Russia claims full control of Luhansk region after capturing last stronghold

Russia claims it has taken over Ukraine’s entire Luhansk region after weeks of brutal fighting, which, if confirmed, would hand President Vladimir Putin a major military accomplishment more than four months after he launched his invasion of Ukraine. me.

Russian Defense Minister Sergei Shoigu on Sunday reported to Putin that Russian forces had “liberated” the entire region after capturing Lysychansk, Ukraine’s last stronghold in Luhansk, the ministry said.

Ukraine’s general staff on Sunday night confirmed the loss of Lysychansk, saying its troops were “forced to withdraw from their occupied positions and lines” after fierce fighting. The fall of the city left only a few small Luhansk settlements under Kyiv control.

“We’ll be back and definitely win!” general staff said in a Facebook post.

Ukrainian officials have repeatedly warned in recent days that Lysychansk could fall after troops retreated across the river from neighboring Severodonetsk.

“There are risks that the entire Luhansk region will be occupied, they can understand,” President Volodymyr Zelenskyy said at a news conference earlier on Sunday. “You have to understand that the situation can change on a daily basis.”

Serhiy Haidai, the Ukrainian governor of Luhansk, wrote in a post on the social media app Telegram, that Lysychansk is a city “on fire”.

“The occupiers likely threw their entire force into Lysychansk. They attacked the city with incomprehensible cruel tactics.”

Haidai said the devastation in Lysychansk was even worse than in Severodonetskmuch of it was leveled by shelling.

Destroyed buildings in Lysychansk
Serhiy Haidai, Ukrainian governor of Luhansk, said on social media that Lysychansk was attacked ‘with incomprehensible cruel tactics’ © AP

“If some houses and government buildings survive a month of street fighting, those same government buildings will be razed in a short time,” Haidai wrote. He said that the Russian military had “suffered significant losses, but made tenacious advances”.

Pro-Russian social media accounts have posted videos showing Chechen troops posing in central Lysychansk and a Soviet flag flying from the town hall. Posts are geolocated by open source intelligence and Western analysts.

The advance through Luhansk will mark the first time Russia has established complete control over an area of ​​Ukraine since the early weeks of the war in March.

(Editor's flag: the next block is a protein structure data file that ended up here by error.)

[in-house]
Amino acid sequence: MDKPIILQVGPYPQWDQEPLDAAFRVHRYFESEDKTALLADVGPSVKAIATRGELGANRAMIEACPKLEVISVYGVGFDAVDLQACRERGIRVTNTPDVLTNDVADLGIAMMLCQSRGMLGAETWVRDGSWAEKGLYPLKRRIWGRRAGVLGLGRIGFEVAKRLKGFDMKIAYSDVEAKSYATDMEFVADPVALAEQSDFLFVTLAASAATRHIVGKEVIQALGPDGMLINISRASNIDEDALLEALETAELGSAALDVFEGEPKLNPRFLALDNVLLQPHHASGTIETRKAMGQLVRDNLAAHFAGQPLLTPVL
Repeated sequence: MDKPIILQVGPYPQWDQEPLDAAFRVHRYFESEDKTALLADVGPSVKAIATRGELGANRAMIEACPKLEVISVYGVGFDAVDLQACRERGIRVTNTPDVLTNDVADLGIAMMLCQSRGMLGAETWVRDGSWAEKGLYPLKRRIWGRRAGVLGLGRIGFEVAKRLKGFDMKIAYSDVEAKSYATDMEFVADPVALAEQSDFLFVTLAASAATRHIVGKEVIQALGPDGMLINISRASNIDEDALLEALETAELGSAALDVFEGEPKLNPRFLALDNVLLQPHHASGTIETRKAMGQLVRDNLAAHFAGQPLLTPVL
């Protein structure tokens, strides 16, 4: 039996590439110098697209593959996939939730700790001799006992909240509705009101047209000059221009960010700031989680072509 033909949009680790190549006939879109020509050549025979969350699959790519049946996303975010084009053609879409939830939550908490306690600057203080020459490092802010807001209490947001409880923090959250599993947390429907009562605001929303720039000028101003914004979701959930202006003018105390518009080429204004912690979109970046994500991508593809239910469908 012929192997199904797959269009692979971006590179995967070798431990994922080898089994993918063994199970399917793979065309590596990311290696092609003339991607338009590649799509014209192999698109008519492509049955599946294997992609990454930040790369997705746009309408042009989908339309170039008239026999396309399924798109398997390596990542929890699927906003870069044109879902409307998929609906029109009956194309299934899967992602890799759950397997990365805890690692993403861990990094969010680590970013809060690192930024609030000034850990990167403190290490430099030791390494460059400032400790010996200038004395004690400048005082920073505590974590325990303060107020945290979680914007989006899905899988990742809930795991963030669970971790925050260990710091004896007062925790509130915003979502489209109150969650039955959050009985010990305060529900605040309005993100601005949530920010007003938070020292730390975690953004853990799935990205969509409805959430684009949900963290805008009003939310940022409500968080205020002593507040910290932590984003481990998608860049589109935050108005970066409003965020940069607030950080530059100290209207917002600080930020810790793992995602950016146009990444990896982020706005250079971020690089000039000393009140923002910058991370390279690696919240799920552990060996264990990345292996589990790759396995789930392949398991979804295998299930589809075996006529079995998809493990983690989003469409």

It also brings Russia closer to capturing the border region of Donbas, eastern Ukraine, which includes Luhansk and neighboring Donetsk.

For now, Russia is likely to shift its focus to Slovyansk and Kramatorsk, the largest cities in Donetsk still under Ukrainian control.

On Sunday, Russian forces shelled Slovyansk, killing six people and injuring 15 others, Ukrainian officials said. They also fired three rockets at Kramatorsk and “completely destroyed” a hotel.

Putin has stated the main goal of the war is to “liberate” the Donbas, where Russia began promoting a separatist proxy war that left more than 15,000 people dead in 2014 following a pro-Western revolution in Kyiv.

Pro-Moscow accounts on social media have posted footage of what they claim are locals gladly welcoming their “liberators”. Ukraine has evacuated most of its population to the west.

This industrial area is mainly run by separatist groups run by Moscow, whose independence is only recognized by Russia and Syria.

But officials regularly point out that Russia’s goals extend much further — essentially ending Ukraine’s statehood.

Dmitry Peskov, Putin’s spokesman, told state television on Sunday that Ukraine would have to agree to “all our conditions” for the war to end.

Russia took command and shifted focus to a fierce offensive in the Donbas in late March after an initial attempt to capture Kyiv and much of the rest of Ukraine east of the Dnipro River failed. It also controls Kherson and some neighboring Zaporizhia to the south, as well as parts of Kharkiv to the north of the Donbas.

On Sunday, Russia announced Ukraine had launched missile and drone strikes on the border cities of Kursk and Belgorod. The Defense Ministry said it shot down all the missiles, but that shrapnel hit residential buildings in Belgorod, just across the border from Kharkiv.

Viacheslav Gladkov, governor of Belgorod, said four people died in the apparent attack and dozens of buildings were damaged. He claimed three of the victims were Ukrainian citizens, who state media said were refugees from Kharkiv.

Russia has blamed Ukraine for a number of attacks on border cities and nearby infrastructure for supply routes since the war began. Although Ukraine has not acknowledged any attacks, it has mocked them in social media posts suggesting Russia is taking the deserts just to carry out the invasion.

Neighboring Belarus, which is allowing Russia to use its territory to attack Ukraine but has so far resisted Putin’s attempt to drag it into the war, said on Saturday it had also intercepted missiles. Ukraine launched at military targets.

Ukraine did not confirm those claims but said it destroyed a Russian base in Melitopol, a city in Zaporizhia, in a missile attack.

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